After balking at approving the final cost for a downtown repaving project that spanned two years, the Spokane City Council agreed to pay up.
The council signed off Monday on a contract total that shaved $103,000 from initial estimates.
“We asked them to show us their work, and at the end of the day, they didn’t need that higher amount,” said City Councilwoman Candace Mumm, who asked twice to delay a vote on approving the final payments for work on the repaving of Lincoln and Monroe streets.
The project, with a final price nearing $3.6 million, began in summer 2016 and was finished this July, after prompting criticism from affected downtown business owners. The city’s engineering department requested lighting to allow for night paving and other traffic control measures that incrementally added to the cost, eventually exceeding the 10 percent amount that was set aside at the beginning of the project to cover unforeseen expenses.
Those are handled through what are known as “change orders,” requests from a contractor to revise the initial estimates. For the Lincoln and Monroe project, this included overtime, providing traffic control and additional sidewalk grinding work that was required due to snow plow damage caused during last year’s heavy winter.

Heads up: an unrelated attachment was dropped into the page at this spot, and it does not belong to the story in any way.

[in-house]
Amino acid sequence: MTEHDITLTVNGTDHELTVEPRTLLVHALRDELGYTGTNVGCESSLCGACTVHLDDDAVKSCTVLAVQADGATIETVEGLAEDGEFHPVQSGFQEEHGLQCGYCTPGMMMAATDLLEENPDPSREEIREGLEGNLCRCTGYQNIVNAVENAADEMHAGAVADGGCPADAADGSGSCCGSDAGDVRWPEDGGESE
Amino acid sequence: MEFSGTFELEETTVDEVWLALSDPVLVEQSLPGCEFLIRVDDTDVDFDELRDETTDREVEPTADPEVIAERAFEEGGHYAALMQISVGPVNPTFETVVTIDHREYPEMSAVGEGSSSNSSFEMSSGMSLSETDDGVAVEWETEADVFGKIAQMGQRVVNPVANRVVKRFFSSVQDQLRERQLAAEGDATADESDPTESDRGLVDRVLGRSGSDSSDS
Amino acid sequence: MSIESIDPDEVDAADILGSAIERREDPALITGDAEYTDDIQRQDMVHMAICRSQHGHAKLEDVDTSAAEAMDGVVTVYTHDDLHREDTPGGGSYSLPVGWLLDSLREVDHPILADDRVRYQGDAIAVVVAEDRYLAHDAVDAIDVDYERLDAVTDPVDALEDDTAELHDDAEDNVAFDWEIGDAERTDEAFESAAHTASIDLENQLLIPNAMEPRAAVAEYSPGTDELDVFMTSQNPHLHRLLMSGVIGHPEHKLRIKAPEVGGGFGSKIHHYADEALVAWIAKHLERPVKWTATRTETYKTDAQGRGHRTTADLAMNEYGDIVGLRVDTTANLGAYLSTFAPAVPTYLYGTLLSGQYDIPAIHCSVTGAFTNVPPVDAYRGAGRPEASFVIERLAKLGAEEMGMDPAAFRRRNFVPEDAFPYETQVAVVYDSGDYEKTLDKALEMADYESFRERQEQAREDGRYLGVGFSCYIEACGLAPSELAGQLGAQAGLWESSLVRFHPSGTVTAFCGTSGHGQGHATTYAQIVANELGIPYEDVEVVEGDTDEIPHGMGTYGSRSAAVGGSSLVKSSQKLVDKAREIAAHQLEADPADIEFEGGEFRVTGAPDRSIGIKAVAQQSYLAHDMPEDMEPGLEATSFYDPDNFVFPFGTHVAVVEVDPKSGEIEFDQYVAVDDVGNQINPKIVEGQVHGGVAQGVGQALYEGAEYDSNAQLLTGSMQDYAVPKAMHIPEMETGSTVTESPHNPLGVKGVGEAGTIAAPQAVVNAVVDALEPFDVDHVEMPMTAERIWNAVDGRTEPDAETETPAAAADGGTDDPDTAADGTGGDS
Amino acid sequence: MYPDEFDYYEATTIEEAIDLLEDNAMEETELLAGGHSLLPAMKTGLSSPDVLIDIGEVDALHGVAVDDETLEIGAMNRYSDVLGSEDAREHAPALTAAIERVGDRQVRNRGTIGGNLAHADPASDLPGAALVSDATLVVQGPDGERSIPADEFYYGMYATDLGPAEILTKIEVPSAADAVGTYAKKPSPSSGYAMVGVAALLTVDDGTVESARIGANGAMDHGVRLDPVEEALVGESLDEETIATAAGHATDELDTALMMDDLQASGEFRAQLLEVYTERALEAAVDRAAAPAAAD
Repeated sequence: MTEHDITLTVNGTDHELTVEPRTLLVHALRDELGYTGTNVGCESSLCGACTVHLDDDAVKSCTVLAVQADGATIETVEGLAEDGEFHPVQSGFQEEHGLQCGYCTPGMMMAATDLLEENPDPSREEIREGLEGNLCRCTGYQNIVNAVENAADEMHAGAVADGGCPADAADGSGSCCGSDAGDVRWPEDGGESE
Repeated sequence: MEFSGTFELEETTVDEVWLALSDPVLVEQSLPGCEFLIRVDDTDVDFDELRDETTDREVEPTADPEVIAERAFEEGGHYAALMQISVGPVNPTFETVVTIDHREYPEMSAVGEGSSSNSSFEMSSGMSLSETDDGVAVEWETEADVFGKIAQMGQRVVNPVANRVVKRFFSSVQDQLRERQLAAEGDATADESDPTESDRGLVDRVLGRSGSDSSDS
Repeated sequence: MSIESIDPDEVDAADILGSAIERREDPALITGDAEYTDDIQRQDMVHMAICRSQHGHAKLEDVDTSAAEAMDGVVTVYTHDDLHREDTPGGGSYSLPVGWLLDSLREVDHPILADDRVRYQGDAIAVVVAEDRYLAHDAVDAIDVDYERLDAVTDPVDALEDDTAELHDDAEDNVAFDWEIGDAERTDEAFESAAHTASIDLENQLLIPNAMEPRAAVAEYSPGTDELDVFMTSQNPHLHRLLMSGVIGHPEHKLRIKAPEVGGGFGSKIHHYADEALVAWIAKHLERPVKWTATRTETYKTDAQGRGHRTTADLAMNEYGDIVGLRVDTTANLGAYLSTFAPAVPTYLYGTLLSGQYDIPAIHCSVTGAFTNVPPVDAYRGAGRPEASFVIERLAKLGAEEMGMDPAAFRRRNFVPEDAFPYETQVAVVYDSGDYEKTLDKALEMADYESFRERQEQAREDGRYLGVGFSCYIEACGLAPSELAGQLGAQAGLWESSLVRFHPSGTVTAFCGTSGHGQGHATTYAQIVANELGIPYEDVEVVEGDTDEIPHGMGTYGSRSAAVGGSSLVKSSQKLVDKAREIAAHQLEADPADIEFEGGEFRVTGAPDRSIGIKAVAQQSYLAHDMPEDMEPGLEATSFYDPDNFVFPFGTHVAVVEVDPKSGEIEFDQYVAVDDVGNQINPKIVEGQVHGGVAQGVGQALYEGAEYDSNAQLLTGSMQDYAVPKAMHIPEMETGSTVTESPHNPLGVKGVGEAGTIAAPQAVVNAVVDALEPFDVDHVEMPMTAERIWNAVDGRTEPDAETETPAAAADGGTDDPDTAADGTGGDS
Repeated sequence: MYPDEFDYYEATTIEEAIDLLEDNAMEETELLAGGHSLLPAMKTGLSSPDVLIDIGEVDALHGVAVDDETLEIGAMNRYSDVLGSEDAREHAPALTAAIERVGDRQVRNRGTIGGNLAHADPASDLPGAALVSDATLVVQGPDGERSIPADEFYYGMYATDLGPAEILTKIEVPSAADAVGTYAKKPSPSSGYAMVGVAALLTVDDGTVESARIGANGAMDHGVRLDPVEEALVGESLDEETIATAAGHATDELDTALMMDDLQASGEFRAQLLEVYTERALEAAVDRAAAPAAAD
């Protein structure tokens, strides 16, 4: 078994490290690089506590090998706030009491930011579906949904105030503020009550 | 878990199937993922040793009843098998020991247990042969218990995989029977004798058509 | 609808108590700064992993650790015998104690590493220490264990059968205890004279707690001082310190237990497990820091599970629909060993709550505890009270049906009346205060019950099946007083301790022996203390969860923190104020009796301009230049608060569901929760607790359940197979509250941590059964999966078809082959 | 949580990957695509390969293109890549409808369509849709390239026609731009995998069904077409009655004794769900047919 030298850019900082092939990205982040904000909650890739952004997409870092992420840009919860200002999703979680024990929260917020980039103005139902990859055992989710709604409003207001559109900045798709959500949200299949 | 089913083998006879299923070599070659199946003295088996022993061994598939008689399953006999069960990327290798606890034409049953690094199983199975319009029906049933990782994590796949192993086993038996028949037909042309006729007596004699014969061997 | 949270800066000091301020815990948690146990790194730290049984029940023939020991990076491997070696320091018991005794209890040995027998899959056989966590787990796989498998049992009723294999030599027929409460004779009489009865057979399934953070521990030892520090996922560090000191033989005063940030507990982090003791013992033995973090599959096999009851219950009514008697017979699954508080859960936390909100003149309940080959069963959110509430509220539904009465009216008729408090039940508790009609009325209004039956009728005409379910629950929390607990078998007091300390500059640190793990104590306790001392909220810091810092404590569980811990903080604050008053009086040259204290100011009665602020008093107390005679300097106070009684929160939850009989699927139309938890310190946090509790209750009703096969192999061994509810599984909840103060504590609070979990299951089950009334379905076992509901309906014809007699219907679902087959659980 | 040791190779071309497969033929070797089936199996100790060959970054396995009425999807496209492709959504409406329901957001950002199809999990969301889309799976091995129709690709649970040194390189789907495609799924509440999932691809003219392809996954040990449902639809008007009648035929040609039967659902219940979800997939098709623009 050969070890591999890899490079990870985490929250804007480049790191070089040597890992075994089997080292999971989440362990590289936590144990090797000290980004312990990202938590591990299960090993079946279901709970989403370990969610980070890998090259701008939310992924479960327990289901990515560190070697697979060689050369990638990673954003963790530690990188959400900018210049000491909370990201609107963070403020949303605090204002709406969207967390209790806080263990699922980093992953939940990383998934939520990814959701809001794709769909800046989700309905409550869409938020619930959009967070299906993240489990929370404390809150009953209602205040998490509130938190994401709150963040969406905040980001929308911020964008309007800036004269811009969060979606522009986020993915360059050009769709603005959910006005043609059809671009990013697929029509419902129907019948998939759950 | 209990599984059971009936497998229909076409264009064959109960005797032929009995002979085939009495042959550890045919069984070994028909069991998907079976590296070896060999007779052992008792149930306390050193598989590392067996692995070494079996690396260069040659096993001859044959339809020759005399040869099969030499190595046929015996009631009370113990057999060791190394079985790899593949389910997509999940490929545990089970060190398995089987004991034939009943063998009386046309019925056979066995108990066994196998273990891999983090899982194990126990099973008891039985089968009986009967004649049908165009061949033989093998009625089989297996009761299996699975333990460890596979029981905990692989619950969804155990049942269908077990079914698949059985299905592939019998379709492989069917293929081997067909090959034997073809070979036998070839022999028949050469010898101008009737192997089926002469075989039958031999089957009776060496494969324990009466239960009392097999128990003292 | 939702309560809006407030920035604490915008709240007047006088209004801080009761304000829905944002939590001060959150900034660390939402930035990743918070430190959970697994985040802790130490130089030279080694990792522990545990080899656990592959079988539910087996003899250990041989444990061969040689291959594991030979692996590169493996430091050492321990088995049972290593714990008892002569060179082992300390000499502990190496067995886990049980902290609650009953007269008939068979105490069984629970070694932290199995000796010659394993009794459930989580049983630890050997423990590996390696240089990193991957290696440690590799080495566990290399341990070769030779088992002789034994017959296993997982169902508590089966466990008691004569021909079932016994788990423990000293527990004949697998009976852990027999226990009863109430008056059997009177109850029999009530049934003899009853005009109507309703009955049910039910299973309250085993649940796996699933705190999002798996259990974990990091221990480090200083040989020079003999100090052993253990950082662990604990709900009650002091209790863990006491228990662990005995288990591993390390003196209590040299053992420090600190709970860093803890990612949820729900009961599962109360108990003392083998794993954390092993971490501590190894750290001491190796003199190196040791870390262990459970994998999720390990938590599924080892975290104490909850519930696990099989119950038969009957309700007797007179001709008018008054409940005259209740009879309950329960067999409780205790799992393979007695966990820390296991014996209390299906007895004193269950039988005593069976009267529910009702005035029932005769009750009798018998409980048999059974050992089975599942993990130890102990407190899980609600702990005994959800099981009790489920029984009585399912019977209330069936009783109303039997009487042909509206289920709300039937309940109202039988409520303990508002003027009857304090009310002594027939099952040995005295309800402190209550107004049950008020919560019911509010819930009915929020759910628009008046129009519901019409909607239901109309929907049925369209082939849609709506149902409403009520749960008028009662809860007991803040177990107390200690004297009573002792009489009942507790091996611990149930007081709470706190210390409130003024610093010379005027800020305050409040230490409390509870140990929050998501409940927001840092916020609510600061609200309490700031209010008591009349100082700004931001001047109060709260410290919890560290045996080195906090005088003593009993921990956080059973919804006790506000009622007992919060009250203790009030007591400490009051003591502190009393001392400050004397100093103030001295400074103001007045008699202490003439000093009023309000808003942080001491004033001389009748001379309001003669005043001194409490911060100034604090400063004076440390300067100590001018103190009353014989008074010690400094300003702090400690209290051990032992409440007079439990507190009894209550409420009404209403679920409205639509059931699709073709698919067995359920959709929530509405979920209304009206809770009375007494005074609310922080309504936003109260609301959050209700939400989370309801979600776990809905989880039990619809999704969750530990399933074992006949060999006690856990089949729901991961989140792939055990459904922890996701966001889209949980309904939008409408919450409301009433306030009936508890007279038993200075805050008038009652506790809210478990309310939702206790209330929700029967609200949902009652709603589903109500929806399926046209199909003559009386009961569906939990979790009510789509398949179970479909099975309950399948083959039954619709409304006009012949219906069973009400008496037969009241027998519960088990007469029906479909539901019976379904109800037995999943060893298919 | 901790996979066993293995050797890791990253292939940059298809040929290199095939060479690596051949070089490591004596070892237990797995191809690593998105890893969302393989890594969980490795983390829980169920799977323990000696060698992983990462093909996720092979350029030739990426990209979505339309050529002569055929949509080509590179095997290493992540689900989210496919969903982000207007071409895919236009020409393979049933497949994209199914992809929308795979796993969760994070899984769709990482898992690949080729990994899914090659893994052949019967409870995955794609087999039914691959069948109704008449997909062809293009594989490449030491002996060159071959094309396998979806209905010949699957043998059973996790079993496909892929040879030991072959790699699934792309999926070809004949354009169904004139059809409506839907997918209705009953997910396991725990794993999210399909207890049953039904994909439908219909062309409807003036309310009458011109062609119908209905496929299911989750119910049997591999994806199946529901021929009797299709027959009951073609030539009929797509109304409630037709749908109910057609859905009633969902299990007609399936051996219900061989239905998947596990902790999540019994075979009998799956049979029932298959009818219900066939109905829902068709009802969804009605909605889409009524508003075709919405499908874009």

After receiving final project costs from the head contractor, T. LaRiviere Equipment & Excavation based in Athol, Idaho, engineers were able to revise what would have been an additional $251,889 in final expenses for the project to $148,500, said Marlene Feist, strategic development director for the city’s Public Works Division.
“We were estimating what we thought could be the upper end, to cover all the change orders on the project,” Feist said of the initial estimate, which caused enough concern from council members that they delayed approval of the final payments for two weeks.
The $148,500 in additional expenses represents the amount the project overran cost estimates for the work, which will be made up through savings on other projects, Feist said.
City Councilwoman Karen Stratton, one of the lawmakers concerned that elected officials weren’t contacted as costs began to pile up, said she was satisfied with the final tally.
Kyle Twohig, Spokane’s engineering director, is revising the city’s change order paperwork , Feist said. She also noted that of the city’s previous 35 public construction projects, the average use of an administrative reserve was about 5 percent of the total cost, about half of what the city had set aside to cover unforeseen expenses.
The council approved the final cost unanimously Monday afternoon.
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